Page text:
July 24 is the 10th anniversary of New York’s Clean Indoor Air Act.
The act addresses the deadly health effects of secondhand smoke. It prohibits smoking in workplaces, bars, restaurants, bowling facilities, taverns and bingo halls. Lives have been saved and millions of New Yorkers have reaped the health benefits of smoke-free workplaces in the last 10 years. Unfortunately, smoking remains the leading cause of preventable death in New York.
Smoking is still killing Americans at an alarming rate; more than 400,000 every year. The vast majority of adult smokers (90 percent) began smoking as teenagers, and 70 percent of them would like to quit. They know continuing to smoke increases their risk of heart disease, lung disease and cancer. Why don’t they quit? Because nicotine is extremely addictive. If we hope to decrease the number of smokers in the future, we must find ways to prevent kids from becoming addicted to nicotine today.
Research tells us when children are frequently exposed to tobacco marketing displays they are more likely to begin smoking. Tobacco displays are colorful and at eye level. They make cigarettes appear desirable, easy to obtain and acceptable. For these reasons, the U.S. Surgeon General recommends that tobacco companies be limited in the way they advertise to youth in the retail environment. Some stores and pharmacies in the Finger Lakes have proactively removed cigarettes from view. They should be applauded for having the best interest of our children at heart. Now, the rest of the region and state need to follow suit.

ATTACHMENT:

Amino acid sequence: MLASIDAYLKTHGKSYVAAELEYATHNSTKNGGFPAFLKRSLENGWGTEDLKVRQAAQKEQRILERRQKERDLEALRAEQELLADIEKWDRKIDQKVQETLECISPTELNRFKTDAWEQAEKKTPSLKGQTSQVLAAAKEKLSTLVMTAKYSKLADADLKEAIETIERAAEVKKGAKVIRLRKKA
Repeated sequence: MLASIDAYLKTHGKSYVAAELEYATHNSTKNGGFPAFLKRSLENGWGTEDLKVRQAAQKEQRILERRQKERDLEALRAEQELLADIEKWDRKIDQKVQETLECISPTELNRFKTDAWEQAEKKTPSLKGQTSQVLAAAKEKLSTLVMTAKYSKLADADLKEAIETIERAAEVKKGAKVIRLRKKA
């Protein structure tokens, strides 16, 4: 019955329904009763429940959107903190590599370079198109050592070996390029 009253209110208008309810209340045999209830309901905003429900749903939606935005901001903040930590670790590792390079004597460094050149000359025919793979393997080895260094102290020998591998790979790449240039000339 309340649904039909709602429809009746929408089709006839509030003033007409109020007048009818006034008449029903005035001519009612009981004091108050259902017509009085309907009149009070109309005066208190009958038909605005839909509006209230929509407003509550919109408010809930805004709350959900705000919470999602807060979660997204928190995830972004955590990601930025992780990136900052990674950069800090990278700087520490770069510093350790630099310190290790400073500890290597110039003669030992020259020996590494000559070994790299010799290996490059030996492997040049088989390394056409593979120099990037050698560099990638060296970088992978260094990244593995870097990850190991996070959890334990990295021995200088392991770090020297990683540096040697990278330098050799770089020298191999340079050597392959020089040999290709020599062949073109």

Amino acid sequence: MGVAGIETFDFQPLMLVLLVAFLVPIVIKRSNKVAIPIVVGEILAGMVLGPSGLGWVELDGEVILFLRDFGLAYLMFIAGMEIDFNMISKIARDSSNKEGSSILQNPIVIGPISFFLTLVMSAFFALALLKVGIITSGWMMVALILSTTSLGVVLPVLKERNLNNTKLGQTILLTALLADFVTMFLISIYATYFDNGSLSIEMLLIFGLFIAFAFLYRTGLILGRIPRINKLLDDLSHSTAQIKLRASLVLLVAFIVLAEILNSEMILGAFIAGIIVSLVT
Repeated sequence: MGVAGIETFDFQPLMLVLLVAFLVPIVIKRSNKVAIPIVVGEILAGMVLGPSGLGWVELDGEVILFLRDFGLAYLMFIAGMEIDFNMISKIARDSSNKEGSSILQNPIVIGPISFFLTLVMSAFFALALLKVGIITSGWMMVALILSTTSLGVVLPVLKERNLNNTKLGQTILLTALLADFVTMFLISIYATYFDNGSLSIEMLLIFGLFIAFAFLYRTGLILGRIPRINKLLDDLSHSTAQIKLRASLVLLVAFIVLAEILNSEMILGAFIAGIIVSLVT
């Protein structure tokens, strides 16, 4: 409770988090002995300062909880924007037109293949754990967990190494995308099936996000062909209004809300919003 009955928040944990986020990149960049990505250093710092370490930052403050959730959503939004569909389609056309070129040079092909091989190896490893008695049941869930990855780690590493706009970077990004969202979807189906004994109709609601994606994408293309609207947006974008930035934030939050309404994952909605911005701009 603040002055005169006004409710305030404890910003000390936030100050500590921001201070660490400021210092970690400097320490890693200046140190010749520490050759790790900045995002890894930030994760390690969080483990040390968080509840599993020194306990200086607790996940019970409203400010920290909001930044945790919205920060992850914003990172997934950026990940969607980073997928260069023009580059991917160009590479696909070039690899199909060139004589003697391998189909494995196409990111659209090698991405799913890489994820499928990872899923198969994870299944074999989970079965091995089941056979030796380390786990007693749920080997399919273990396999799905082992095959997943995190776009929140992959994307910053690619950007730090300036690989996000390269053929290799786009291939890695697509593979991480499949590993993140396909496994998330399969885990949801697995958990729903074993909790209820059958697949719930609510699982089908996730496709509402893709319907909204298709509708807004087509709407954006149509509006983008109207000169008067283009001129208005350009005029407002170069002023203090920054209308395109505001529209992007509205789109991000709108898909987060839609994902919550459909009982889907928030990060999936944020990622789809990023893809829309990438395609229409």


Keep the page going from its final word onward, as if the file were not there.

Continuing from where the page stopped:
When Ontario County’s high school children were surveyed in 2010-2011, 13 percent reported they had smoked within the previous 20 days; of 12th graders, 21 percent were smokers. In New York there are currently 389,000 teens who will die prematurely as adults because they became addicted to nicotine as kids. Limiting retail advertising of tobacco products is something we can do for our kids today to preserve their health for the future.
Visit http://bit.ly/igQQNk for information about ongoing efforts to reduce tobacco use and protect kids from tobacco marketing.
Mary Beer is Ontario County public health director.